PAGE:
NASA SMS-2 Visible (0.62 µm) images (credit: Tim Schmit, ASPB/CIMSS) [click to play MP4 animation]

NASA SMS 2 Infrared (11.6 µm) images (credit: Tim Schmit, ASPB/CIMSS) [click to play MP4 animation]

NASA SMS-2 Infrared (11.6 µm) images (credit: Tim Schmit, ASPB/CIMSS) [click to play MP4 animation]

SMS-2 “Visible/Infrared Sandwich” Red-Green-Blue (RGB) images are shown below.

NASA SMS-2 Visible/Infrared Sandwich RGB images (credit: Tim Schmit, ASPB/CIMSS) [click to play MP4 animation]

NASA SMS-2 Visible/Infrared Sandwich RGB images (credit: Tim Schmit, ASPB/CIMSS) [click to play MP4 animation]

Archived GOES-3 and SMS-2 imagery was provided by SSEC Satellite Data Services.

The monitoring of volcanicashplumes and their attributes have greatly increased from 1980 to today. Moving from qualitative (somewhat after the fact imagery) to quantitative applications (that are much more timely)! Due to the large number of volcanoes, coupled with the increase in satellite observations, satellite observations are key in monitoring the world’s volcanoes for aviation safety and other uses. More on volcanic ash monitoring.

 

A View of the Development of Geostationary Imagers through the lens of BAMS

May 14th, 2020 |

A collection of 60 BAMS covers spanning the years, to highlight the rapid advance of imaging from the geostationary orbit, is shown above (a version that loops more slowly can be seen here). The first cover is the first of BAMS, in January of 1920, while the second, from January of 1957 is the first time artificial ‘satellite’ was in a title of a BAMS article. The third image, from November of 1957, is a remarkable article on potential uses of satellites. This included both qualitative uses: (1) Clouds, (2) Cloud Movements, (3) Drift of Atmospheric Pollutants, (4) State of the Surface of the Sea (or of Large Lakes), (5) Visibility or Atmospheric Transparency to Light — and quantitative uses: (1) Albedo, (2) Temperature  of  a  Level  at  or  Near  the Tropopause, (3) Total Moisture Content., (4) Total  Ozone  Content, (5) Surface  (Ground-Air Interface) Temperature, and (6) Snow Cover. Early covers showcase rockets, balloons and high-altitude aircraft to prepare the way to human space travel (Gemini, Apollo, etc.), polar-orbiters (TIROS, NIMBUS, VHRR, NOAA, etc.) and finally geostationary orbit (ATS-1, ATS-3, SMS, GOES, Meteosat, INSAT, Himawari, etc.).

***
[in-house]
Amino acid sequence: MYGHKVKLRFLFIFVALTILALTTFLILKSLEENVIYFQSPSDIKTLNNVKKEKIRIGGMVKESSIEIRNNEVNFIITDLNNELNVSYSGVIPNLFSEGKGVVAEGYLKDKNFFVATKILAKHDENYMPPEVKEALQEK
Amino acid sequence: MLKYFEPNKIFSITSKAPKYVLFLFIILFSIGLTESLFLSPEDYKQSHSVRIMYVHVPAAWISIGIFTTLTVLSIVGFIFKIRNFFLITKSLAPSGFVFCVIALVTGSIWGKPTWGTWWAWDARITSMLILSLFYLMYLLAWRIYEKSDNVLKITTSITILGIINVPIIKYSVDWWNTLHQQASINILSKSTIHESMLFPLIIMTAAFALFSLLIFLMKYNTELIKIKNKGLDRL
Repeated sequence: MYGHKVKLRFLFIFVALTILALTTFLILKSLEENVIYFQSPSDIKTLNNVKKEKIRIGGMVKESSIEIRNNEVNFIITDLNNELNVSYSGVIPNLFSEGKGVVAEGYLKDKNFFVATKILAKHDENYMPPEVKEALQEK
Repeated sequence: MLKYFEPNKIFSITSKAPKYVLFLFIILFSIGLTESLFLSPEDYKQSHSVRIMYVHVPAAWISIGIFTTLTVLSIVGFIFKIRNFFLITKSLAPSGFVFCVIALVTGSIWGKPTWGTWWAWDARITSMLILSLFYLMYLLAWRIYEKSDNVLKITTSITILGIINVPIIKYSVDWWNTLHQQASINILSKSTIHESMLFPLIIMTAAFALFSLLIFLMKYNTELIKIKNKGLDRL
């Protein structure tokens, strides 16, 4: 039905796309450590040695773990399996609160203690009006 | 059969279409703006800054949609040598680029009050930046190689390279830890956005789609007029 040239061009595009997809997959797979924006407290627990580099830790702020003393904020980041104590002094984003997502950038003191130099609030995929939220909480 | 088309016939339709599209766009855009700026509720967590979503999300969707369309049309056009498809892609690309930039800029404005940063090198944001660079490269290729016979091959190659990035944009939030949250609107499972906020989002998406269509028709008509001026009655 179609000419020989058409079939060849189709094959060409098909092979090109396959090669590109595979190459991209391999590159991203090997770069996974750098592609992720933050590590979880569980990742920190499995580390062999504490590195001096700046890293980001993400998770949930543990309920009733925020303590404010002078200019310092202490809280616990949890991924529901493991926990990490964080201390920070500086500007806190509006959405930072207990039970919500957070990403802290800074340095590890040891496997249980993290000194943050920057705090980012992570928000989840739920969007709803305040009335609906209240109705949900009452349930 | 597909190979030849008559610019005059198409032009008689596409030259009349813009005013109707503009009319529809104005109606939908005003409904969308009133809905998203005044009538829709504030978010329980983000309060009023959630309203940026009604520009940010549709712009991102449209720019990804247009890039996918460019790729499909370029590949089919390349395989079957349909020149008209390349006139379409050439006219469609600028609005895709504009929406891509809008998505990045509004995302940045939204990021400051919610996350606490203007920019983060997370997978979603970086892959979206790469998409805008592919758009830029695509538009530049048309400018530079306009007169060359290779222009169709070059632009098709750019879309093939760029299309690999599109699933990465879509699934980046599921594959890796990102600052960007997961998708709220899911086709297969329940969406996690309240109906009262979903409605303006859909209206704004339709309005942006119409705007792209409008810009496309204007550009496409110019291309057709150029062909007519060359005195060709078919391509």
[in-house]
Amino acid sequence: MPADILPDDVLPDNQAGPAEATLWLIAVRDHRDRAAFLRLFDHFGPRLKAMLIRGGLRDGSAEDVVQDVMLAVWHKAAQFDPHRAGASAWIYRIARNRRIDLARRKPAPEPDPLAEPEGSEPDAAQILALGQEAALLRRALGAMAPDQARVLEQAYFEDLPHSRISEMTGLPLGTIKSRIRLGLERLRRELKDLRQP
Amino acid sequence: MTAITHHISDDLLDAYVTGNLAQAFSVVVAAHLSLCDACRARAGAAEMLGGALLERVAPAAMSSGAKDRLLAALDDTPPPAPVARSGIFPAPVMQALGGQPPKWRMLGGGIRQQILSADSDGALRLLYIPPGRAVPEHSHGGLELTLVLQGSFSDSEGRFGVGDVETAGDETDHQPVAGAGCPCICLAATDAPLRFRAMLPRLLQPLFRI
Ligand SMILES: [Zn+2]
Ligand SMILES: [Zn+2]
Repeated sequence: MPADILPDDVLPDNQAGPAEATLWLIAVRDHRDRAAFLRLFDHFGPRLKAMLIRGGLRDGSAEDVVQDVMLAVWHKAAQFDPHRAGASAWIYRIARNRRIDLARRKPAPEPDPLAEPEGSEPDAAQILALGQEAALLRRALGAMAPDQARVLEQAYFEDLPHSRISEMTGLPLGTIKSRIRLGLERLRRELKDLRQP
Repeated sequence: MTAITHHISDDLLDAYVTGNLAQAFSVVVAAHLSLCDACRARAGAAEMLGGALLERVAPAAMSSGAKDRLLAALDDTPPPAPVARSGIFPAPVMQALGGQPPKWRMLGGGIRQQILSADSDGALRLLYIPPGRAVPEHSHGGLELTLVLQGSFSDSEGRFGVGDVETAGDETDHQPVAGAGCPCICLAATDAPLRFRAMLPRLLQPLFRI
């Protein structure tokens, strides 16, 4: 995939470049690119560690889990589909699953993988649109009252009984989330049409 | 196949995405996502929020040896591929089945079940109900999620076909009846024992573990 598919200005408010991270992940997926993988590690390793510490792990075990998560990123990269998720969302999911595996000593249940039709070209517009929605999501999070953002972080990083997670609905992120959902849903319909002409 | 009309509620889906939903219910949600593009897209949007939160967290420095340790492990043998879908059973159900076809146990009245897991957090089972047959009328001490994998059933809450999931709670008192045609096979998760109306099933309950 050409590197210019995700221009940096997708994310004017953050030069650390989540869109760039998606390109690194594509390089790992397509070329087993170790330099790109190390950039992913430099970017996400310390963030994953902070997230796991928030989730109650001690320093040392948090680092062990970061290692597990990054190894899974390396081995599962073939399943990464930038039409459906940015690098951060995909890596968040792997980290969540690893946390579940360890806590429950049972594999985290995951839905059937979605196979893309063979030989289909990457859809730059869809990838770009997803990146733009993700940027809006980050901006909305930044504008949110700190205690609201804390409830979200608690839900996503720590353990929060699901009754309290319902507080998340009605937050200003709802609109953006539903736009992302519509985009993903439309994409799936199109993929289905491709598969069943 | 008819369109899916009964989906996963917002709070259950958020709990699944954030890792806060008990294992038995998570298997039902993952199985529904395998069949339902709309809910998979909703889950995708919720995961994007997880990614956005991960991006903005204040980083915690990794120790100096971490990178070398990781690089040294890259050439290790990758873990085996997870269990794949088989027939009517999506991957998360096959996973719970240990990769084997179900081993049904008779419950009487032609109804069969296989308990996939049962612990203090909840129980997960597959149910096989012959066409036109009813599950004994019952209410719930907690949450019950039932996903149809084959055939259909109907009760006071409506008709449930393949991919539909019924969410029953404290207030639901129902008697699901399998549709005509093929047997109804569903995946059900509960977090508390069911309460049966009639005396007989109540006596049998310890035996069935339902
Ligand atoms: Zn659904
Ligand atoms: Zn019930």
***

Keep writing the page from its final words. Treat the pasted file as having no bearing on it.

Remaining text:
Reasons to look back at the BAMS covers:

Interactive web page, with links to the original “front matter”.

Montage of select BAMS covers

Montage of select BAMS covers

Note: All cover images are from the Bulletin of the American Meteorological Society.